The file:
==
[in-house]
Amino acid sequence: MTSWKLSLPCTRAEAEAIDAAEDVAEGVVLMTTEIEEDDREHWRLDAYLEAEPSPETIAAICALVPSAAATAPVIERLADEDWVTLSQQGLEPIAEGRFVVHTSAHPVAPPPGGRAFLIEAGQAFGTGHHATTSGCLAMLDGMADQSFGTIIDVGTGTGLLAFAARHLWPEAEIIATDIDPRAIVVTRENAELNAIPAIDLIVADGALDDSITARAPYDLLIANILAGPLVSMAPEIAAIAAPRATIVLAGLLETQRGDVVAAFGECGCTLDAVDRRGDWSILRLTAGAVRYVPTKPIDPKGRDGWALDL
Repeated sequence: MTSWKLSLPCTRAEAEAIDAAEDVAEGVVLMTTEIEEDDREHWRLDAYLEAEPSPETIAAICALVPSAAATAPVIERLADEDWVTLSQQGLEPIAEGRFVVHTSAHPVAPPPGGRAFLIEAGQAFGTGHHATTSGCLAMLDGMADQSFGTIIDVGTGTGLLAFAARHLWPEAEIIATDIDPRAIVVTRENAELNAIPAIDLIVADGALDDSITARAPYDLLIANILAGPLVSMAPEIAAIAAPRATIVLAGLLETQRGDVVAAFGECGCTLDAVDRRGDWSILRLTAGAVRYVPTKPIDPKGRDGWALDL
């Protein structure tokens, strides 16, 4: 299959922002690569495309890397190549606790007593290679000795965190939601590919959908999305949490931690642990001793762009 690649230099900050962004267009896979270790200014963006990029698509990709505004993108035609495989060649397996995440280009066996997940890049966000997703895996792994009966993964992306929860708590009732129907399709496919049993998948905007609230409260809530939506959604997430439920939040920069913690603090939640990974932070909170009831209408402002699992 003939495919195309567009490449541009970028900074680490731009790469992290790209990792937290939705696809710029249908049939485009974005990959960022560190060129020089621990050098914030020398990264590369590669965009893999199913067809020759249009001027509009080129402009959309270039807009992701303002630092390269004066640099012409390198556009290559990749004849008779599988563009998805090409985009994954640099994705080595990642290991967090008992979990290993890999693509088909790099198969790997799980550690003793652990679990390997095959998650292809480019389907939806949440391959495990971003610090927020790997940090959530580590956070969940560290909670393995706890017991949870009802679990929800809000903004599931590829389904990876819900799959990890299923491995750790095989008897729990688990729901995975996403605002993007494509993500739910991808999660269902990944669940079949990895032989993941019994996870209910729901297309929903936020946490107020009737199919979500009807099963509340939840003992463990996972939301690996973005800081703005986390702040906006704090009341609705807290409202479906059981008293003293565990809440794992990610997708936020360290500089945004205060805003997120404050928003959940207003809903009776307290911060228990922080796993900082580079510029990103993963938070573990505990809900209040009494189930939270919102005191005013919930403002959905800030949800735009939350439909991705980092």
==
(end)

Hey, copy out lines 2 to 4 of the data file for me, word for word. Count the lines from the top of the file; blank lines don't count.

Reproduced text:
Amino acid sequence: MTSWKLSLPCTRAEAEAIDAAEDVAEGVVLMTTEIEEDDREHWRLDAYLEAEPSPETIAAICALVPSAAATAPVIERLADEDWVTLSQQGLEPIAEGRFVVHTSAHPVAPPPGGRAFLIEAGQAFGTGHHATTSGCLAMLDGMADQSFGTIIDVGTGTGLLAFAARHLWPEAEIIATDIDPRAIVVTRENAELNAIPAIDLIVADGALDDSITARAPYDLLIANILAGPLVSMAPEIAAIAAPRATIVLAGLLETQRGDVVAAFGECGCTLDAVDRRGDWSILRLTAGAVRYVPTKPIDPKGRDGWALDL
Repeated sequence: MTSWKLSLPCTRAEAEAIDAAEDVAEGVVLMTTEIEEDDREHWRLDAYLEAEPSPETIAAICALVPSAAATAPVIERLADEDWVTLSQQGLEPIAEGRFVVHTSAHPVAPPPGGRAFLIEAGQAFGTGHHATTSGCLAMLDGMADQSFGTIIDVGTGTGLLAFAARHLWPEAEIIATDIDPRAIVVTRENAELNAIPAIDLIVADGALDDSITARAPYDLLIANILAGPLVSMAPEIAAIAAPRATIVLAGLLETQRGDVVAAFGECGCTLDAVDRRGDWSILRLTAGAVRYVPTKPIDPKGRDGWALDL
């Protein structure tokens, strides 16, 4: 299959922002690569495309890397190549606790007593290679000795965190939601590919959908999305949490931690642990001793762009 690649230099900050962004267009896979270790200014963006990029698509990709505004993108035609495989060649397996995440280009066996997940890049966000997703895996792994009966993964992306929860708590009732129907399709496919049993998948905007609230409260809530939506959604997430439920939040920069913690603090939640990974932070909170009831209408402002699992 003939495919195309567009490449541009970028900074680490731009790469992290790209990792937290939705696809710029249908049939485009974005990959960022560190060129020089621990050098914030020398990264590369590669965009893999199913067809020759249009001027509009080129402009959309270039807009992701303002630092390269004066640099012409390198556009290559990749004849008779599988563009998805090409985009994954640099994705080595990642290991967090008992979990290993890999693509088909790099198969790997799980550690003793652990679990390997095959998650292809480019389907939806949440391959495990971003610090927020790997940090959530580590956070969940560290909670393995706890017991949870009802679990929800809000903004599931590829389904990876819900799959990890299923491995750790095989008897729990688990729901995975996403605002993007494509993500739910991808999660269902990944669940079949990895032989993941019994996870209910729901297309929903936020946490107020009737199919979500009807099963509340939840003992463990996972939301690996973005800081703005986390702040906006704090009341609705807290409202479906059981008293003293565990809440794992990610997708936020360290500089945004205060805003997120404050928003959940207003809903009776307290911060228990922080796993900082580079510029990103993963938070573990505990809900209040009494189930939270919102005191005013919930403002959905800030949800735009939350439909991705980092």